I used to be friends with a woman some years ago who was with someone for a few years when he started battering her. I saw some of the bruises. He eventually got as far as threatening to kill her – there were a few more details to the threat which I really don’t feel like going into here – at which point she figured that between the bruises she couldn’t cover up any more and some comments he had made about her family, there probably wasn’t anything retrievable there.
But there is often a subtext of “What did she do to draw him on her” when a woman is being abused domestically, or “why is he so weak” when a man is being abused domestically. We call it victim blaming and the annoying thing above all else is that it effectively proffers an excuse to the abuser, the rapist, the attacker. It actually doesn’t matter what a woman is wearing – this does not actually give anyone a right to rape her. And yet, it gets used as an excuse. We need to stop taking those excuses seriously.
There is no given right to sex and yet some men seem to operate under the impression that they have an absolute right to it. It’s worth reading up on the Isla Vista killings as an example of what can happen when this gets taken to extremes.
Women already take precautions in a milion myriad little ways against the risk bad things happening from the moment they get up. Many women in abusive relationships spend their time working out how best to manage their abuser so as to minimise the risk of a blow out. Women walk out the front door, choose not to go certain places, choose not to talk to certain people. These are coping mechanisms which women come up with. But it’s not good advice for men to come together as a society and tell women how to behave because instead of that being safety advice, it is actually controlling behaviour. Instead of telling me not to go jogging in the park on my own, or on realising that I already don’t go jogging in the park on my own, the bestresponse would be to figure out how to make it safer for me to jog in the park on my own. This doesn’t just benefit potential rape victims – it’s good for people who aren’t likely to be rapists as well. They usually get benefit out of the improved lighting or the cctv.
I remember reading a fascinating piece which I have no chance of tracing any more on the question of all the advice that women got given to avoid being mugged, raped, assaulted, murdered. It amounted to a serious amount of activity limitation. Don’t go out after dark, don’t drink, make sure you get home at a certain time, ring someone to tell them you’re safe. The piece operated on what it would be like if, given that most rapists tend to be men, we advised all men to effectively curfew their lives so that the risk of any of them carrying out rapes was minimised to zero. The response was very different. This was seriously limiting, how could they live like this? And yet, that is often what we expect of women. To shut themselves away to some/a lot of extent to reduce the risk of someone else doing something awful to them.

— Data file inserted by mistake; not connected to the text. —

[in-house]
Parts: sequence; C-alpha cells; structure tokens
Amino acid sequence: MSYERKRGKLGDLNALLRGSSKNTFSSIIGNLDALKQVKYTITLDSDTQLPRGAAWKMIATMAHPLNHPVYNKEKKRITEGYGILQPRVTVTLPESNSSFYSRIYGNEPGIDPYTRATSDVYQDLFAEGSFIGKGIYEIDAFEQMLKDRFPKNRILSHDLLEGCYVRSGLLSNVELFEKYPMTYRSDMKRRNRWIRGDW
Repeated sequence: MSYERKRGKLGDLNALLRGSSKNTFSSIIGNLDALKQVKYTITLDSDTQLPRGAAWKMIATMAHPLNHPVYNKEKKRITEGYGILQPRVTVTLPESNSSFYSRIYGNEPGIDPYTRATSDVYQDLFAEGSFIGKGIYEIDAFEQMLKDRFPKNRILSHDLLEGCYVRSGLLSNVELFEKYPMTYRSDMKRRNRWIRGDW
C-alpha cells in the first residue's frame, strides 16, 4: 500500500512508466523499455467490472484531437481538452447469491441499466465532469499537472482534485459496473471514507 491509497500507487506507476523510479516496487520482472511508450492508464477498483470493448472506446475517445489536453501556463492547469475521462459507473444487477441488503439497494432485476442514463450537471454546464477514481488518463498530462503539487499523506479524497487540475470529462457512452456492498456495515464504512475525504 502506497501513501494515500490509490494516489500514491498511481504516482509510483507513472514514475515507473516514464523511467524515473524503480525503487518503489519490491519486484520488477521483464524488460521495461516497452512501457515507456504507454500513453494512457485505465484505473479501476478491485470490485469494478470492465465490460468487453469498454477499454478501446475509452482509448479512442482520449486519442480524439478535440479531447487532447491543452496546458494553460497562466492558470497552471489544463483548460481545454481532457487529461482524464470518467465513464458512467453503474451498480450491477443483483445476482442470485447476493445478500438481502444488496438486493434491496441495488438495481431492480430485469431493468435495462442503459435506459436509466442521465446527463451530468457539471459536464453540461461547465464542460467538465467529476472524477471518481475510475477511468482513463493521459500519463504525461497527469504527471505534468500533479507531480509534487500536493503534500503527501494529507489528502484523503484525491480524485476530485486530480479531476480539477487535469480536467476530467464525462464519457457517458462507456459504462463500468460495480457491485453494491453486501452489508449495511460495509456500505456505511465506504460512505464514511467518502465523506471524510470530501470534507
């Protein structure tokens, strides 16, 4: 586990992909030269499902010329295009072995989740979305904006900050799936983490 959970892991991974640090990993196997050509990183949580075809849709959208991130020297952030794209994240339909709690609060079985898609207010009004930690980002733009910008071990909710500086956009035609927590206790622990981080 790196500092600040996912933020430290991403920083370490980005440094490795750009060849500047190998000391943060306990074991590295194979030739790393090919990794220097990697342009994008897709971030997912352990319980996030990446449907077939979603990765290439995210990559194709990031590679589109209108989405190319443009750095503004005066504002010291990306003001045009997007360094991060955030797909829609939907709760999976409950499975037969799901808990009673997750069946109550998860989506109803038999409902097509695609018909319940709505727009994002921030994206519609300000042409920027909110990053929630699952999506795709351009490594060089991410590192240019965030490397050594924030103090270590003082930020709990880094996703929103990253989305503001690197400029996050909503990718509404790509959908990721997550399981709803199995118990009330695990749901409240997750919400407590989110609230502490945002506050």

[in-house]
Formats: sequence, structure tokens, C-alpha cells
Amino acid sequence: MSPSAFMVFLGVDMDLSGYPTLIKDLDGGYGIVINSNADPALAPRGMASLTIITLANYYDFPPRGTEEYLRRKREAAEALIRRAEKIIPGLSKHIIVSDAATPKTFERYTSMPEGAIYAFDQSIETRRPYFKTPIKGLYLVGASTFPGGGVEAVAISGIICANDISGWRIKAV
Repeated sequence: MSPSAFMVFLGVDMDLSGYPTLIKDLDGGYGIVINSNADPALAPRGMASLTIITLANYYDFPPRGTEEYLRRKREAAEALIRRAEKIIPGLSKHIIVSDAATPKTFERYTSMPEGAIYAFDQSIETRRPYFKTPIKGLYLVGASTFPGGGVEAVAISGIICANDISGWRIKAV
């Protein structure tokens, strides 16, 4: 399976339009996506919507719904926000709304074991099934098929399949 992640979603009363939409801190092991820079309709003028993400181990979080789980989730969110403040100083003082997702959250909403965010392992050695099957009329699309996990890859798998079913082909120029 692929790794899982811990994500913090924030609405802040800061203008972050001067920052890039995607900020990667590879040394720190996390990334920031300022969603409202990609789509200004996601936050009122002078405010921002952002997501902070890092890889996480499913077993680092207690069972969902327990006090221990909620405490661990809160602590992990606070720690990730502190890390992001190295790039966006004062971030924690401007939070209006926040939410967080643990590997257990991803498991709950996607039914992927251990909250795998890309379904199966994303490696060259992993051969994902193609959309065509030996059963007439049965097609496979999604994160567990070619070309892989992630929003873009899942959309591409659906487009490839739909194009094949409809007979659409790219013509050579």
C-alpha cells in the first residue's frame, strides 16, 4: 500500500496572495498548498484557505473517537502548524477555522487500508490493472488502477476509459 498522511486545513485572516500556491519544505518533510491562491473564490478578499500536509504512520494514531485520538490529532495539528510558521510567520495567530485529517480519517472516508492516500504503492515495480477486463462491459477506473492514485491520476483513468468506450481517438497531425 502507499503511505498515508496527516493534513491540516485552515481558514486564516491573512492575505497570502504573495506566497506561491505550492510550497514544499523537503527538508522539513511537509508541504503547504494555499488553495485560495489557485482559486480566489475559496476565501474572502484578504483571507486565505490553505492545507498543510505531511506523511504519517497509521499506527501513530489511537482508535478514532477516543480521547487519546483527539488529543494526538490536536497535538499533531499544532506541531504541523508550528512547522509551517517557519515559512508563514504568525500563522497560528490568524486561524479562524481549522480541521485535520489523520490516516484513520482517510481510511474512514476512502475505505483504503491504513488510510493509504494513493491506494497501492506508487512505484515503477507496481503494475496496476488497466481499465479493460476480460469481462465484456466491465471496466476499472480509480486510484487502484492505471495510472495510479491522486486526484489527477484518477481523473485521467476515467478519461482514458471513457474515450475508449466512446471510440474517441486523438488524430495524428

I don’t think it’s all that helpful.
There are a couple of things which I think need to be understood.
- you cannot always identify a rapist in advance of being raped
- there is no distinct way that you can behave which guarantees that you don’t get raped.
- instead of limiting the horizons of women who might get raped, we need to reinforce a value in society that raping women is wrong
In many respects, that’s a peer education thing and in other ways, it’s an enforcement issue. I wrote to Alan Shatter when he was Minister for Justice while I was living in Ireland on the question of rape sentencing after we had a bunch of very questionable sentences on rape/sexual assault conviction.
Rape is a violent crime. That it typically is visited upon women does not make it less violent or less of a risk to society, and when you bear in mind that men who are victims of rape are even less likely to report than women are, you can see the poison that it sows in a society when we don’t treat rapists seriously. This means no excuses. She wore a short skirt? So what. She’s allowed to – you don’t get to rape her just because…we’re not in the business of forcing women to dress a certain way to prevent men from behaving a certain way. She had a couple of drinks? Well why didn’t you wait until the morning before having sex with her? Oh she didn’t know you, why did you invite her back to your hotel room for sex if you didn’t know her?
The questions we ask of victims, we need to ask of rapists. Ask them to account for their behaviour, what they have done, take responsibility for what they have done.